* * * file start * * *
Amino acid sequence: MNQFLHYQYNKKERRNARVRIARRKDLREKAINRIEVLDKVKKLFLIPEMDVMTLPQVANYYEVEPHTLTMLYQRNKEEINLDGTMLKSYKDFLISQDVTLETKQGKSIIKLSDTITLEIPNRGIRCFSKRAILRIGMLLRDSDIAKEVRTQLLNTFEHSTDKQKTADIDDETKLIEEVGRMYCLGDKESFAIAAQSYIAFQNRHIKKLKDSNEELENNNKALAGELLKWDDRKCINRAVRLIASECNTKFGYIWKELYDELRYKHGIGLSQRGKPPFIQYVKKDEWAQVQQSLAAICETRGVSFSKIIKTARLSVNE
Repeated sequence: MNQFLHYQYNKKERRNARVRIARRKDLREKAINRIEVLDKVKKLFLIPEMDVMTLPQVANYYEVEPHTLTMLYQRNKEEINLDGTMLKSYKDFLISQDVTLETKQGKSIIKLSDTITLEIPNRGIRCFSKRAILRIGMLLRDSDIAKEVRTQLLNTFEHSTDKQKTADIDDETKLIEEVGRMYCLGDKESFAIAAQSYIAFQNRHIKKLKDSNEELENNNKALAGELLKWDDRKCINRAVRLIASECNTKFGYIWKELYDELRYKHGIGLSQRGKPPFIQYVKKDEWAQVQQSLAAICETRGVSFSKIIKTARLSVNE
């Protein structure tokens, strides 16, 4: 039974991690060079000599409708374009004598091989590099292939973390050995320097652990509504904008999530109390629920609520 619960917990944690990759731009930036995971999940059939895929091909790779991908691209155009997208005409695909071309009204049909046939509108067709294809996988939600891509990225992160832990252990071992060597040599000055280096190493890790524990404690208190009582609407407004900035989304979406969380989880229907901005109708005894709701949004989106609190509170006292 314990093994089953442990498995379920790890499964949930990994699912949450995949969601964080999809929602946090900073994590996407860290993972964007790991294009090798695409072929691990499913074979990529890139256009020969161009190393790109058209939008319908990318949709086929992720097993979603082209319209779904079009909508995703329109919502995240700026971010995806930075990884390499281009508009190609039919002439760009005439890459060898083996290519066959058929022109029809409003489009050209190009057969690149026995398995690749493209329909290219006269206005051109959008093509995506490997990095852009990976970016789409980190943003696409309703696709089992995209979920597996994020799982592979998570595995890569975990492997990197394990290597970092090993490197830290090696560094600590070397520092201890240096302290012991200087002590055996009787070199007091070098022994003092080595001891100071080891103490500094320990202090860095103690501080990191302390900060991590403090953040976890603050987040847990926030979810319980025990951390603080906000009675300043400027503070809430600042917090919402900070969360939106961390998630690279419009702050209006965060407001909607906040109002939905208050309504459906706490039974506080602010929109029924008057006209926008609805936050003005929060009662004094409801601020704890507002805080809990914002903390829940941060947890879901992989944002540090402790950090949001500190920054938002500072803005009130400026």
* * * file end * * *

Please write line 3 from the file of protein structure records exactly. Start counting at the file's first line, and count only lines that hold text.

């Protein structure tokens, strides 16, 4: 039974991690060079000599409708374009004598091989590099292939973390050995320097652990509504904008999530109390629920609520 619960917990944690990759731009930036995971999940059939895929091909790779991908691209155009997208005409695909071309009204049909046939509108067709294809996988939600891509990225992160832990252990071992060597040599000055280096190493890790524990404690208190009582609407407004900035989304979406969380989880229907901005109708005894709701949004989106609190509170006292 314990093994089953442990498995379920790890499964949930990994699912949450995949969601964080999809929602946090900073994590996407860290993972964007790991294009090798695409072929691990499913074979990529890139256009020969161009190393790109058209939008319908990318949709086929992720097993979603082209319209779904079009909508995703329109919502995240700026971010995806930075990884390499281009508009190609039919002439760009005439890459060898083996290519066959058929022109029809409003489009050209190009057969690149026995398995690749493209329909290219006269206005051109959008093509995506490997990095852009990976970016789409980190943003696409309703696709089992995209979920597996994020799982592979998570595995890569975990492997990197394990290597970092090993490197830290090696560094600590070397520092201890240096302290012991200087002590055996009787070199007091070098022994003092080595001891100071080891103490500094320990202090860095103690501080990191302390900060991590403090953040976890603050987040847990926030979810319980025990951390603080906000009675300043400027503070809430600042917090919402900070969360939106961390998630690279419009702050209006965060407001909607906040109002939905208050309504459906706490039974506080602010929109029924008057006209926008609805936050003005929060009662004094409801601020704890507002805080809990914002903390829940941060947890879901992989944002540090402790950090949001500190920054938002500072803005009130400026």